OCAD’s Dori Tunstall Will Keynote CanUX in 2017
Another fantastic keynote is on deck for our 8th edition.
Respectful Design: The Canadian Context
} Nov 4, 2017 9:00am / 45 MINUTES
The Ontario College of Art and Design University (OCAD U) has initiated the challenge of decolonizing its institution. Dr. Dori Tunstall, the Dean of the Faculty of Design, describes how Respectful Design serves the appropriate design ethos for this process.
In a keynote address fitting for Canada’s sesquicentennial celebration, she will comment and share projects describing what Respectful Design means for the Faculty in the context of Canada’s Truth and Reconciliation Report and our global obligations towards cultural, social, and environmental justice.
Speaker Bio: Dori Tunstall
Elizabeth (Dori) Tunstall is a design anthropologist, public intellectual, and design advocate who works at the intersections of critical theory, culture, and design. As Dean of Design at Ontario College of Art and Design University, she is the first black and black female dean of a faculty of design. She leads the Cultures-Based Innovation Initiative focused on using old ways of knowing to drive innovation processes that directly benefit communities.
With a global career, Dori served as Associate Professor of Design Anthropology and Associate Dean at Swinburne University in Australia. She wrote the biweekly column Un-Design for The Conversation Australia. In the U.S., she taught at the University of Illinois at Chicago. She organized the U.S. National Design Policy Initiative and served as a director of Design for Democracy. Industry positions included UX strategists for Sapient Corporation and Arc Worldwide. Dori holds a Ph.D. in Anthropology from Stanford University and a BA in Anthropology from Bryn Mawr College.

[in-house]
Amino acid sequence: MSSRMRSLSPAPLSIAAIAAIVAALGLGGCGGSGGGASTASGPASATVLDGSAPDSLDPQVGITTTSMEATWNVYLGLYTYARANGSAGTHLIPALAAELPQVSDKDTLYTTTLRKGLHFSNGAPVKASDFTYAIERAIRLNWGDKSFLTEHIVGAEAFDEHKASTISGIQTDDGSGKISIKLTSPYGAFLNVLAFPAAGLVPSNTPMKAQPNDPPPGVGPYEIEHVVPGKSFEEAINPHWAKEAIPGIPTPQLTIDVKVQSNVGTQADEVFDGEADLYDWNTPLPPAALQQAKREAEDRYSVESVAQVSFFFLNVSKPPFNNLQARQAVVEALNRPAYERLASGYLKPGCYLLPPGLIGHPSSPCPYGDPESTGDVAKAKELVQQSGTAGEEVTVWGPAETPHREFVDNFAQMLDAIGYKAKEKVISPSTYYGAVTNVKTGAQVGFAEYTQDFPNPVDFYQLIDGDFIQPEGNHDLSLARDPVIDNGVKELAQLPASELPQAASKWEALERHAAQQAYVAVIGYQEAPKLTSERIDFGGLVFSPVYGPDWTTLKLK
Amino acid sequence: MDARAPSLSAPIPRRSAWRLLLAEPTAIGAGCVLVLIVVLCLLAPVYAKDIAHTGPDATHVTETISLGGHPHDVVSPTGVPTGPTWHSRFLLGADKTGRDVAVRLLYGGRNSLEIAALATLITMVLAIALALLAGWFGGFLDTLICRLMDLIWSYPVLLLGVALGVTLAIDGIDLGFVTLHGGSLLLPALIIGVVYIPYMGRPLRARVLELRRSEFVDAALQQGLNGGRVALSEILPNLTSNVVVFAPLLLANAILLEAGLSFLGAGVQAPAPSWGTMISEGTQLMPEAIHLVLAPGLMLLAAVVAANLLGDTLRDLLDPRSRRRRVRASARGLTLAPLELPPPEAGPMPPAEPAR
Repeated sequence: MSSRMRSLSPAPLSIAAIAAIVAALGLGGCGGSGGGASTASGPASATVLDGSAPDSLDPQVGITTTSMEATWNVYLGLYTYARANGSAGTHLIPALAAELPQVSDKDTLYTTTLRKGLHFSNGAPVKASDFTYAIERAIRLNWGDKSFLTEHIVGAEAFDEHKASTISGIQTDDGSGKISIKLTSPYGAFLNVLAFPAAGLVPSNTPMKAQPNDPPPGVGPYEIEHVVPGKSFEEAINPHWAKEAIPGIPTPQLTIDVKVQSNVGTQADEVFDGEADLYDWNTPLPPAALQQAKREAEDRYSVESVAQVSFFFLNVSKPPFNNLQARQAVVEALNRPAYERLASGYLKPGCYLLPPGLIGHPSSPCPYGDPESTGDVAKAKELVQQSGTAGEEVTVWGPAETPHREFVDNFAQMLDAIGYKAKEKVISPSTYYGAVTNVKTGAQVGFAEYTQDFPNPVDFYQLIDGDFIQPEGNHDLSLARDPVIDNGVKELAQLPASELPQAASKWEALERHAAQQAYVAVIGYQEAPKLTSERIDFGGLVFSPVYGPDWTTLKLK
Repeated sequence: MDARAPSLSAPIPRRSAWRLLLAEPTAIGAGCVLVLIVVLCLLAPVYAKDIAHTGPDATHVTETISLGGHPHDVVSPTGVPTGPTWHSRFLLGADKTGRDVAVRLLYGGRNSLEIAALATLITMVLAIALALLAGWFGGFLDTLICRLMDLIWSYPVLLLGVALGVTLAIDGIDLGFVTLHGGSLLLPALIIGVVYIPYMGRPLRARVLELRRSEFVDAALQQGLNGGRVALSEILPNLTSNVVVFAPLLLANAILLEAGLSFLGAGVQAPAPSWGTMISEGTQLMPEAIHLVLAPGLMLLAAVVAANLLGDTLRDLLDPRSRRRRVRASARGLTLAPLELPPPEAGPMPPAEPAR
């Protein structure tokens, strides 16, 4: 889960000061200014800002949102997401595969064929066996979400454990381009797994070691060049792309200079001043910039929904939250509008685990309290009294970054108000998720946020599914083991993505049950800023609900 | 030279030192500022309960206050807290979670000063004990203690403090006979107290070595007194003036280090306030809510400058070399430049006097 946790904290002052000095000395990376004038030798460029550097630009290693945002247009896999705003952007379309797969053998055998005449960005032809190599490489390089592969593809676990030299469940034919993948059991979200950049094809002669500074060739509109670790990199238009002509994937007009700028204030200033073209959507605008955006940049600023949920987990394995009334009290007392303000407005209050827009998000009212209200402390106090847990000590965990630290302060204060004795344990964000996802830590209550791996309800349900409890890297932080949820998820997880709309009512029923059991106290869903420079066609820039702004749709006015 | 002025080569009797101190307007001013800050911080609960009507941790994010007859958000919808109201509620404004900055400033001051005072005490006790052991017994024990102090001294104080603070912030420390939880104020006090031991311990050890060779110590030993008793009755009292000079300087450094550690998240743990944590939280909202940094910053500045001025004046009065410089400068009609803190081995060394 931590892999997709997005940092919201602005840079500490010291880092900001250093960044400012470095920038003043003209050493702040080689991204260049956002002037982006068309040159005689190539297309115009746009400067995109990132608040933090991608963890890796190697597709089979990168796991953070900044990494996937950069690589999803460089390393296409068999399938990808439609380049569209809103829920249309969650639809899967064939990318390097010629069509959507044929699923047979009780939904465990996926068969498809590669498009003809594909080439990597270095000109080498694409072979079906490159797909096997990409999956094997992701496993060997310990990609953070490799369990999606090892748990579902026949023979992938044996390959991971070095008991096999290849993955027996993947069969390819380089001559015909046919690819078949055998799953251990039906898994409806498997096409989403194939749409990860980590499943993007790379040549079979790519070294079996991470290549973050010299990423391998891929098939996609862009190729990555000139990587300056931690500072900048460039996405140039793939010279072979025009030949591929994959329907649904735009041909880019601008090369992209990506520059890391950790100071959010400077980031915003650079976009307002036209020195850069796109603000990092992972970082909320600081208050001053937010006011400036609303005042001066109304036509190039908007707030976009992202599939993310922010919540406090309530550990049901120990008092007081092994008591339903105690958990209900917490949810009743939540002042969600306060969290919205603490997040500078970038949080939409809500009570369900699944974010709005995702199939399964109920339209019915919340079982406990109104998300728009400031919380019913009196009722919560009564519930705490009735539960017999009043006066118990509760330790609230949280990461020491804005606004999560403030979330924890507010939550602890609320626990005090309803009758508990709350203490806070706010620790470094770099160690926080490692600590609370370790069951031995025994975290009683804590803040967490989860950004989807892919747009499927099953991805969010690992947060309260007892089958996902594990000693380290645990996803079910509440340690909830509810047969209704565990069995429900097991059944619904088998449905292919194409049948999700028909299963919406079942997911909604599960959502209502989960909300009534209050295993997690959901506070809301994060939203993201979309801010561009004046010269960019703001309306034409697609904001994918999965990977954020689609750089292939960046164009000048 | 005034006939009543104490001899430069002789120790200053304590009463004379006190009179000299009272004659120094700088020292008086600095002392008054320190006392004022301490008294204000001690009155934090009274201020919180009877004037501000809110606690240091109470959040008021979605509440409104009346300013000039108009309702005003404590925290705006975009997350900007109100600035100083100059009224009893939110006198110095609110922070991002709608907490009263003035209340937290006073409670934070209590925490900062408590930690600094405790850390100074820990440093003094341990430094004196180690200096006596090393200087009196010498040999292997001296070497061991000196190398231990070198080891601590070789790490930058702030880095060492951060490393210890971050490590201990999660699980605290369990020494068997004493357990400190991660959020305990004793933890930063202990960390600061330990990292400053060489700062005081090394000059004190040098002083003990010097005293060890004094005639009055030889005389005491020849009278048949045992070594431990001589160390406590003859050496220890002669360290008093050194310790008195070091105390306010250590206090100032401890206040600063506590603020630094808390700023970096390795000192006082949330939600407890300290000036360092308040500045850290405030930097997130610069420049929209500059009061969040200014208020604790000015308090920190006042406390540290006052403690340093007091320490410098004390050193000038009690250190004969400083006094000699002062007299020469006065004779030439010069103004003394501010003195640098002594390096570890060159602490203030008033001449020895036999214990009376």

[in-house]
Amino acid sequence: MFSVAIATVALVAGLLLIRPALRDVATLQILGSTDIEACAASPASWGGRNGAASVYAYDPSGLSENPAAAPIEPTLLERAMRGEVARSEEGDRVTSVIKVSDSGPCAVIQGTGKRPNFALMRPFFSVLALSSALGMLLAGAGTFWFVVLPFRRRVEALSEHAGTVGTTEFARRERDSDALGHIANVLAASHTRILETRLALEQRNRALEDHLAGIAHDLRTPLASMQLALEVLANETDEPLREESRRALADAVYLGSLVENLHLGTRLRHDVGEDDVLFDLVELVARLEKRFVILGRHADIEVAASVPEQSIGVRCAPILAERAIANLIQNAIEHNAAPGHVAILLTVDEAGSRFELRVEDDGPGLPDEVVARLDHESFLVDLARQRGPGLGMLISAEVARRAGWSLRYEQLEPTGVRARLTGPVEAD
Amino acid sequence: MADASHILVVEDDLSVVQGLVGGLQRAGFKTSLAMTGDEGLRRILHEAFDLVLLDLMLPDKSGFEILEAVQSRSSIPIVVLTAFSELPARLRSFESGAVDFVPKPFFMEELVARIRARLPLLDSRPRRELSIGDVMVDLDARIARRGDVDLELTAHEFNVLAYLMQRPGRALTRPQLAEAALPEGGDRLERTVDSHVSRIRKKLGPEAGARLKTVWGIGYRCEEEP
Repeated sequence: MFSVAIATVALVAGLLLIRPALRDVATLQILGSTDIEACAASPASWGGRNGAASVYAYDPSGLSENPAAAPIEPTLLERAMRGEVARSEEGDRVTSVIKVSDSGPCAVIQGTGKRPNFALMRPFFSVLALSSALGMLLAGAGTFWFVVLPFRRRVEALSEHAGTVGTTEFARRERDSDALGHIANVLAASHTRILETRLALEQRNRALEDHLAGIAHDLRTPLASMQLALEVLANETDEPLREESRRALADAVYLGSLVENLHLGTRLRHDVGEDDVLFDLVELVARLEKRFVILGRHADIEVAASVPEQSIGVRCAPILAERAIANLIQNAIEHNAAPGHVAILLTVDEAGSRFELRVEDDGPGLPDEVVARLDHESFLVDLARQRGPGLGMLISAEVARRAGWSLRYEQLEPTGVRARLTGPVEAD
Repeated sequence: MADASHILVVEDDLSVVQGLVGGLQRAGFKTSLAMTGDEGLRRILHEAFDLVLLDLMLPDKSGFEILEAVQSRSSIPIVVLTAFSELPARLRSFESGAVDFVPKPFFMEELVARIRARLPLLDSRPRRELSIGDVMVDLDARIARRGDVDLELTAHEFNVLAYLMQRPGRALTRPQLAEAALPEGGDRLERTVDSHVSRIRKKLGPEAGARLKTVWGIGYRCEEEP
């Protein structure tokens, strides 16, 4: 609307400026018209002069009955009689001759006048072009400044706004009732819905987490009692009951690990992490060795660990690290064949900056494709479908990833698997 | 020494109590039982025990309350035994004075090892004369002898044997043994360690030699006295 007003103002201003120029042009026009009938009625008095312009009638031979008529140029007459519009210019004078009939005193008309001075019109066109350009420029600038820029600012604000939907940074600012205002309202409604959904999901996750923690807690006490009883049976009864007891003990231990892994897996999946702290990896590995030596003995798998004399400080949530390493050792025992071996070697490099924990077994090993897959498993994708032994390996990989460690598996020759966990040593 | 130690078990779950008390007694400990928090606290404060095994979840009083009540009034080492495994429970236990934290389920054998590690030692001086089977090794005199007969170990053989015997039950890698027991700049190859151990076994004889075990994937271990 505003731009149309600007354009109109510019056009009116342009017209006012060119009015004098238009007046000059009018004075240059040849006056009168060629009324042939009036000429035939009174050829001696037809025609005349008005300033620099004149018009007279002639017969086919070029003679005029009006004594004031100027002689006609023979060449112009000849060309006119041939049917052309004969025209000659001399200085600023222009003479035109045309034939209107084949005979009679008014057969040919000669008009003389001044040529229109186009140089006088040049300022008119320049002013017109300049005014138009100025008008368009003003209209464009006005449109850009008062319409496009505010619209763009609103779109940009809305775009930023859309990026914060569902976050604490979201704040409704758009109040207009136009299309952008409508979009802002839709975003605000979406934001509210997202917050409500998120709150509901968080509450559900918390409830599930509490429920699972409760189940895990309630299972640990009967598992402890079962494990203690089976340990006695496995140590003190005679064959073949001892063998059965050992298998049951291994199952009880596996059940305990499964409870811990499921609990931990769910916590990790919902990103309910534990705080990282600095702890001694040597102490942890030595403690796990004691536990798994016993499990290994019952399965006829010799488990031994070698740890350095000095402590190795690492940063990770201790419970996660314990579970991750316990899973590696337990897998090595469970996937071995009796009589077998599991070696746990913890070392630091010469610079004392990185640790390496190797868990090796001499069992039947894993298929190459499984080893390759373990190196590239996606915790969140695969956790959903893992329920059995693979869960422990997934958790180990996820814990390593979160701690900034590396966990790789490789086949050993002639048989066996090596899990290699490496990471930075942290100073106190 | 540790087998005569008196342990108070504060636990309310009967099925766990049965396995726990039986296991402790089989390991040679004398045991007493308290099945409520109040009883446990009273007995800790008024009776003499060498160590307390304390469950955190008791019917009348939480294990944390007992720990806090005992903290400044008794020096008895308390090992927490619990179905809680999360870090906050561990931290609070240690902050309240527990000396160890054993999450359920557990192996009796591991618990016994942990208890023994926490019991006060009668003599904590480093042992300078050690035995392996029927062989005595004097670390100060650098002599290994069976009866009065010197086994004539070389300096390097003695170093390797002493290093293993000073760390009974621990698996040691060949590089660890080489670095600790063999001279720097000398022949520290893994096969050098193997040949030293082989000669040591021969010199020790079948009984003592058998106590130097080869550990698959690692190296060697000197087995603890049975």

Dr. Tunstall feels that the shift towards focusing on social impact will encourage people from a wider spectrum of cultural and racial backgrounds to pursue design-related career paths. “As an African-American, if you’re intelligent, creative, and talented, your community expects you to become a doctor, lawyer, engineer, or teacher—one of the occupations the community feels it needs,” she says. “But design, in many examples, is the mark of exploitation. For instance, why are all the ads in black communities for cigarettes, alcohol, malt liquor, or $200 designer jeans? Why should designers use their creativity to support businesses that exploit their communities?” But as business models change and become more responsive and responsible to social conditions, diversity in design will flourish. Tunstall says, “As long as [the design world] is perceived as an art club, you know, just beautiful posters in a gallery, creative people in communities of color will find other venues of self expression and community empowerment. But they’re more optimistic now in terms of the changes that are going on in design and how it resonates with their lives.”
For more info, you can follow Dori on on Twitter @dori_danthro